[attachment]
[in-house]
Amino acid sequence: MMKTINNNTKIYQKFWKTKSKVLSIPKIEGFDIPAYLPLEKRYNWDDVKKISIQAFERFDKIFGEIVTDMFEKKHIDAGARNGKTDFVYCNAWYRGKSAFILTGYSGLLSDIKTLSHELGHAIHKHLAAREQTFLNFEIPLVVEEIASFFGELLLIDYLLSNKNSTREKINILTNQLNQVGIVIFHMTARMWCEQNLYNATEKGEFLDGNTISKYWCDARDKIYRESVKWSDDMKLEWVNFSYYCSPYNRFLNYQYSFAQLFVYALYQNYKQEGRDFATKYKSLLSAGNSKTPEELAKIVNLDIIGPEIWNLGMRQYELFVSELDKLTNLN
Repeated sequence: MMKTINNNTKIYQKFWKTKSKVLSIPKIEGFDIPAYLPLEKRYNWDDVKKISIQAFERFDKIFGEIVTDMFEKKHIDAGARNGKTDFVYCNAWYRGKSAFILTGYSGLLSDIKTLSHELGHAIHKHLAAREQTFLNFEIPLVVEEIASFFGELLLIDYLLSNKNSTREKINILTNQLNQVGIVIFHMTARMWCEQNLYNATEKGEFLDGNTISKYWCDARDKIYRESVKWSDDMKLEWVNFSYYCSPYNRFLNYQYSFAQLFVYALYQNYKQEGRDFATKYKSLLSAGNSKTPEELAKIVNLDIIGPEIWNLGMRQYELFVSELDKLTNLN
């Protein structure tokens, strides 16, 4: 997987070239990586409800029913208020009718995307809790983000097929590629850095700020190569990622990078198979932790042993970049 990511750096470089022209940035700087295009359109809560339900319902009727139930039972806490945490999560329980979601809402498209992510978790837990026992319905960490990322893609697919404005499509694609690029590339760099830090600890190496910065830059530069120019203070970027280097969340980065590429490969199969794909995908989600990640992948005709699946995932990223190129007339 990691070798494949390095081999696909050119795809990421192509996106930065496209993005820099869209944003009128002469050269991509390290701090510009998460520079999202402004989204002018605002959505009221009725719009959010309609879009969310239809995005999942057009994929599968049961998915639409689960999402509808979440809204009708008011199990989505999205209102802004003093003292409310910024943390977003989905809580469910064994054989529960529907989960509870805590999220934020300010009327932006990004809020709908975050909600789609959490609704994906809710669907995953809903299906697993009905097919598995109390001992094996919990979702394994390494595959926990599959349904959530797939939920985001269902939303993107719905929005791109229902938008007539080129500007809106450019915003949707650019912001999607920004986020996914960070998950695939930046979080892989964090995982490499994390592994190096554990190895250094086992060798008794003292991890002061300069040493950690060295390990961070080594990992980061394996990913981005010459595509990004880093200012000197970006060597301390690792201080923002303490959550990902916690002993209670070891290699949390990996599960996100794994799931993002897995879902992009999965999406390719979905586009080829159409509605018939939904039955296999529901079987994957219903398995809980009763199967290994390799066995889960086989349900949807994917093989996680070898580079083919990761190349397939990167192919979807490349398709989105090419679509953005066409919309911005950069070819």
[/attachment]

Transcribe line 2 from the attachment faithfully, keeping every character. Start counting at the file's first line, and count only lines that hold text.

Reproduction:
Amino acid sequence: MMKTINNNTKIYQKFWKTKSKVLSIPKIEGFDIPAYLPLEKRYNWDDVKKISIQAFERFDKIFGEIVTDMFEKKHIDAGARNGKTDFVYCNAWYRGKSAFILTGYSGLLSDIKTLSHELGHAIHKHLAAREQTFLNFEIPLVVEEIASFFGELLLIDYLLSNKNSTREKINILTNQLNQVGIVIFHMTARMWCEQNLYNATEKGEFLDGNTISKYWCDARDKIYRESVKWSDDMKLEWVNFSYYCSPYNRFLNYQYSFAQLFVYALYQNYKQEGRDFATKYKSLLSAGNSKTPEELAKIVNLDIIGPEIWNLGMRQYELFVSELDKLTNLN